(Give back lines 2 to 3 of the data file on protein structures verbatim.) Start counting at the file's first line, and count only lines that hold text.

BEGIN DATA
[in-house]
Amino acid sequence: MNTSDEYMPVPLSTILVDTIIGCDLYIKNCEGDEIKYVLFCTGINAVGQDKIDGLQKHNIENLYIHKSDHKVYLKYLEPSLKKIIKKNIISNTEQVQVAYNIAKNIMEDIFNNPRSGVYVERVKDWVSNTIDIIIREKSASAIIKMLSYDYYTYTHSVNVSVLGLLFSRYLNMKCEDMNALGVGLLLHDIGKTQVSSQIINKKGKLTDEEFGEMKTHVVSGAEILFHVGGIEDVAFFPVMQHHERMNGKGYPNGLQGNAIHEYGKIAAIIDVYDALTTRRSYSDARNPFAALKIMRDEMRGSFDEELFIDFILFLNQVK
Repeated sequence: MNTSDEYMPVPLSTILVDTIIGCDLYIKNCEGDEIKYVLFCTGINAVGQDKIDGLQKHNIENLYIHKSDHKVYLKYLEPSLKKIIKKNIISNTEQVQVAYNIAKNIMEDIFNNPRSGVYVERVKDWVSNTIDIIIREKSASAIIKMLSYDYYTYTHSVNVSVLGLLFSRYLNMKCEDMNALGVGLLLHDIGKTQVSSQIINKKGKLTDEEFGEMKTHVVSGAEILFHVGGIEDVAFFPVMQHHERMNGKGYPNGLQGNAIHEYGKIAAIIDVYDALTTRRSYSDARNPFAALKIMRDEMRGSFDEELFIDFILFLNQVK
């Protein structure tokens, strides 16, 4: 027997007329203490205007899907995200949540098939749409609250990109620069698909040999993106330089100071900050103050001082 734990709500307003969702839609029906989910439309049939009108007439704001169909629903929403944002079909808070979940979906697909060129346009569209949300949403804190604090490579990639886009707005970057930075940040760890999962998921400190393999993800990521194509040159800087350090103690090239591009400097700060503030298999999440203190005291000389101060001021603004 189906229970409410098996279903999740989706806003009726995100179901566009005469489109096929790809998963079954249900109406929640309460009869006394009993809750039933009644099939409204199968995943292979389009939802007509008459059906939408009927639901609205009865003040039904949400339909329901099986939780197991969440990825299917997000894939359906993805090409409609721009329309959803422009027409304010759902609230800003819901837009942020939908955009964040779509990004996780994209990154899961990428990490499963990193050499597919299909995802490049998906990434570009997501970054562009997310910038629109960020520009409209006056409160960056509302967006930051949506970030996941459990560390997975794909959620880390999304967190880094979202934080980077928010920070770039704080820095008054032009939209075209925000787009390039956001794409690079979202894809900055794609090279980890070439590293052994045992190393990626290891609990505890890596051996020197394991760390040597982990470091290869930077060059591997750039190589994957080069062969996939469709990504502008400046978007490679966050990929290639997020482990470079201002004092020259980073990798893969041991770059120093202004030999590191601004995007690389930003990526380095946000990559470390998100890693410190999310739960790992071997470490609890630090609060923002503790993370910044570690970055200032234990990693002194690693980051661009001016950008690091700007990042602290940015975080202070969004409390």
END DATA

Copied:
Amino acid sequence: MNTSDEYMPVPLSTILVDTIIGCDLYIKNCEGDEIKYVLFCTGINAVGQDKIDGLQKHNIENLYIHKSDHKVYLKYLEPSLKKIIKKNIISNTEQVQVAYNIAKNIMEDIFNNPRSGVYVERVKDWVSNTIDIIIREKSASAIIKMLSYDYYTYTHSVNVSVLGLLFSRYLNMKCEDMNALGVGLLLHDIGKTQVSSQIINKKGKLTDEEFGEMKTHVVSGAEILFHVGGIEDVAFFPVMQHHERMNGKGYPNGLQGNAIHEYGKIAAIIDVYDALTTRRSYSDARNPFAALKIMRDEMRGSFDEELFIDFILFLNQVK
Repeated sequence: MNTSDEYMPVPLSTILVDTIIGCDLYIKNCEGDEIKYVLFCTGINAVGQDKIDGLQKHNIENLYIHKSDHKVYLKYLEPSLKKIIKKNIISNTEQVQVAYNIAKNIMEDIFNNPRSGVYVERVKDWVSNTIDIIIREKSASAIIKMLSYDYYTYTHSVNVSVLGLLFSRYLNMKCEDMNALGVGLLLHDIGKTQVSSQIINKKGKLTDEEFGEMKTHVVSGAEILFHVGGIEDVAFFPVMQHHERMNGKGYPNGLQGNAIHEYGKIAAIIDVYDALTTRRSYSDARNPFAALKIMRDEMRGSFDEELFIDFILFLNQVK